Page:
While it can be easy to forget the source of all gifts when things are going well in our lives (see Helaman 12:2)—not to mention challenging to look for the good in hard times—paying tithing helps us recognize and remember how the Lord has already blessed us.

“No matter our situation, showing gratitude for our privileges is a fast-acting and long-lasting spiritual prescription,” President Russell M. Nelson has taught. “It provides us with a greater perspective on the very purpose and joy of life.”

This opportunity to acknowledge our blessings keeps us centered. It reminds us that money and temporal goods aren’t the ultimate source of our joy or salvation, although they can be valuable tools for good.

The Lord doesn’t need our money, but He does ask for our hearts. When asked why the Lord commanded Abraham to sacrifice Isaac, “his only hope of posterity,” President Hugh B. Brown famously responded, “Abraham needed to learn something about Abraham.”

Paying tithing can sometimes feel like an Abrahamic sacrifice, but we can trust that God gave us this commandment for our good. He wants us to learn something about ourselves that we can learn in no other way.

In his October 2023 general conference talk, President Russell M. Nelson taught that tithing is more about its life-changing impact on us as disciples than it is about finances:

“When I was a young intern, my income was $15 a month. One night, my wife Dantzel asked if I was paying tithing on that meager stipend. I was not. I quickly repented and began paying the additional $1.50 in monthly tithing.

“Was the Church any different because we increased our tithing? Of course not. However, becoming a full-tithe payer changed me. That is when I learned that paying tithing is all about faith, not money.”

3. Increased Capacity for Self-Discipline and Prioritization

Paying tithing encourages us to be thoughtful about how we manage money. We learn to practice restraint, focus our resources on what matters most, and be accountable to the Lord as wise stewards of our “earthly blessings” (Doctrine and Covenants 104:13).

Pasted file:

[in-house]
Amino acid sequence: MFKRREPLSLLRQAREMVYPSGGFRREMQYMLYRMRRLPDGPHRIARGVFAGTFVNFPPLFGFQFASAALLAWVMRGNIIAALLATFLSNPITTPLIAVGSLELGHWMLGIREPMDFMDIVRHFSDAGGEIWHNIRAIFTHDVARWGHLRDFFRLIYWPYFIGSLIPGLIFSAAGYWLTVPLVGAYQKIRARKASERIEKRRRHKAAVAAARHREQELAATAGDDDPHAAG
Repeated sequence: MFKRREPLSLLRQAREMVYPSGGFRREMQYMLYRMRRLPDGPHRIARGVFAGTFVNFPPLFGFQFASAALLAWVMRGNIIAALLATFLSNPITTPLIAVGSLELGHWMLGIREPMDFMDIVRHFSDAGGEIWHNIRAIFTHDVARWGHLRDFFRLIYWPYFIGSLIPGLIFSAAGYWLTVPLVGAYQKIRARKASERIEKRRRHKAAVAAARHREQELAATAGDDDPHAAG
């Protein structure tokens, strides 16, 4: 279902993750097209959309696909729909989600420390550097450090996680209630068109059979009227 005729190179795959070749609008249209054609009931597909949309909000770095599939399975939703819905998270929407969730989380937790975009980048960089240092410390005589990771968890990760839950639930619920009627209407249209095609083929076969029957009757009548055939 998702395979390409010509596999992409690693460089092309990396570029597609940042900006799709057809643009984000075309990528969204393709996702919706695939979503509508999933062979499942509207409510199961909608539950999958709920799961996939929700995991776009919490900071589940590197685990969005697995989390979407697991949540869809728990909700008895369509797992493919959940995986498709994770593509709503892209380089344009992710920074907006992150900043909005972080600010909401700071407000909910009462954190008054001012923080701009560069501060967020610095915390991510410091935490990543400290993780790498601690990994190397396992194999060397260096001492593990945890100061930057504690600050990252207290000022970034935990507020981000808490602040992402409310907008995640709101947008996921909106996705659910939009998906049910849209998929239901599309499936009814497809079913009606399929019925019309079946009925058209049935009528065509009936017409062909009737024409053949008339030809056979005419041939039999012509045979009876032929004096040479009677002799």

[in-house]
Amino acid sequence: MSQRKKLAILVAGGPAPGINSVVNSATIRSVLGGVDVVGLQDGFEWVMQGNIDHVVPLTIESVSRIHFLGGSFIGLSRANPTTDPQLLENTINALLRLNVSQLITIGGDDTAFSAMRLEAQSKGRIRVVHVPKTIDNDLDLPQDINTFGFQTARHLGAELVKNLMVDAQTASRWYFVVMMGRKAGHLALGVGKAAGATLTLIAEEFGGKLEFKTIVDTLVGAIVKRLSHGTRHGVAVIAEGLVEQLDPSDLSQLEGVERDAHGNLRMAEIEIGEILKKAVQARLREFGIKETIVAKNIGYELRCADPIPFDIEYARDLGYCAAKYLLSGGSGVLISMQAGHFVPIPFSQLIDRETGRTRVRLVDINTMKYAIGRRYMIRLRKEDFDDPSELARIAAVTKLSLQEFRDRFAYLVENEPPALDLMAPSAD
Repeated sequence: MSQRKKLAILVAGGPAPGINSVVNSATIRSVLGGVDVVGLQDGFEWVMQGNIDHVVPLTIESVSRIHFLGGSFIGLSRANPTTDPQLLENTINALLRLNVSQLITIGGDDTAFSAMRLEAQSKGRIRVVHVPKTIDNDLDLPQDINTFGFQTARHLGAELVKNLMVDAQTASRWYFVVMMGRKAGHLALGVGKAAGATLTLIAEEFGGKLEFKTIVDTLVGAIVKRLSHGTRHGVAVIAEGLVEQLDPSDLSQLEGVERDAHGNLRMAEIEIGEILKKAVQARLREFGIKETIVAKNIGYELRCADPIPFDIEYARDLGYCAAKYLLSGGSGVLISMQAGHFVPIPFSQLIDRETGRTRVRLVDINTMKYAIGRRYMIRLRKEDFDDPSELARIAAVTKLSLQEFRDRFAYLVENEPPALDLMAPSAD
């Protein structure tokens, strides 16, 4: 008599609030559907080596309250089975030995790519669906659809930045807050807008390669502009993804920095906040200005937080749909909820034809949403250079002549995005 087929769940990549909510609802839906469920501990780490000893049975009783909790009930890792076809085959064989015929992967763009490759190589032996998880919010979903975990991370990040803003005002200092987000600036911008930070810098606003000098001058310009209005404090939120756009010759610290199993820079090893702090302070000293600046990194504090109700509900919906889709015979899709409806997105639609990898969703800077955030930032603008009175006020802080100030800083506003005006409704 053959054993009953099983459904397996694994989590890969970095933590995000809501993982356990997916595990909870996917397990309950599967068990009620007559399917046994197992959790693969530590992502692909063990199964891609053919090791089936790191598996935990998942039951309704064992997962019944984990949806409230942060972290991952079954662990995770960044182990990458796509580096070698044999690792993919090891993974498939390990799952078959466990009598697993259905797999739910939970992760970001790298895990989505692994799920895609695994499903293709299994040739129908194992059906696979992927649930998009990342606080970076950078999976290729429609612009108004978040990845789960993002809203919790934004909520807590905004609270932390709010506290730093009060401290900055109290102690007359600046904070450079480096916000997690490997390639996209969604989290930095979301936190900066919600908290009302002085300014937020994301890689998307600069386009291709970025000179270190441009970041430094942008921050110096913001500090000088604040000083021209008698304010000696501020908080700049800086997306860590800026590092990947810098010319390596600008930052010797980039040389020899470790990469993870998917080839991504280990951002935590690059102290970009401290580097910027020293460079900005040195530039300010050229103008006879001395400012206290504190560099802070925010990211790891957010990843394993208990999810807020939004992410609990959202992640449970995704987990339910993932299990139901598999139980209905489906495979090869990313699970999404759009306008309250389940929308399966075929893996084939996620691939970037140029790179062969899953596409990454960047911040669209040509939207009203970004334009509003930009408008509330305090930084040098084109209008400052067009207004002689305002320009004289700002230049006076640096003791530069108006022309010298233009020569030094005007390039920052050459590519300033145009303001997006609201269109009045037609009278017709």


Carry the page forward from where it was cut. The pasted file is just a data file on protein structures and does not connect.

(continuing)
For me, paying tithing is a chance to check in on my financial health and align my money with my values. Whenever I receive a paycheck, I like to think about investing in the Lord first through tithing, and myself and my loved ones second through savings. This approach reminds me to adjust my budget after submitting a tithing donation, ensuring that I’m putting my resources toward what’s most important while planning for necessary expenses and financial goals.

Elder David A. Bednar has suggested that a few subtle blessings from paying tithing include “increased spiritual and temporal capacity … to do more with less, a keener ability to prioritize and simplify, and an enhanced ability to take proper care of the material possessions we already have acquired.”

These outcomes not only empower us to better provide for ourselves and our families but also provide more opportunities to serve God and others outside of our circles.

4. A Stronger Sense of Belonging and Meaning

When we donate tithing funds, we join the collective, worldwide effort to share the gospel of Jesus Christ. In a world desperately searching for purpose and connection, the Lord gives us the privilege to be a part of what President Russell M. Nelson has called “the greatest challenge, the greatest cause, and the greatest work on the earth today.”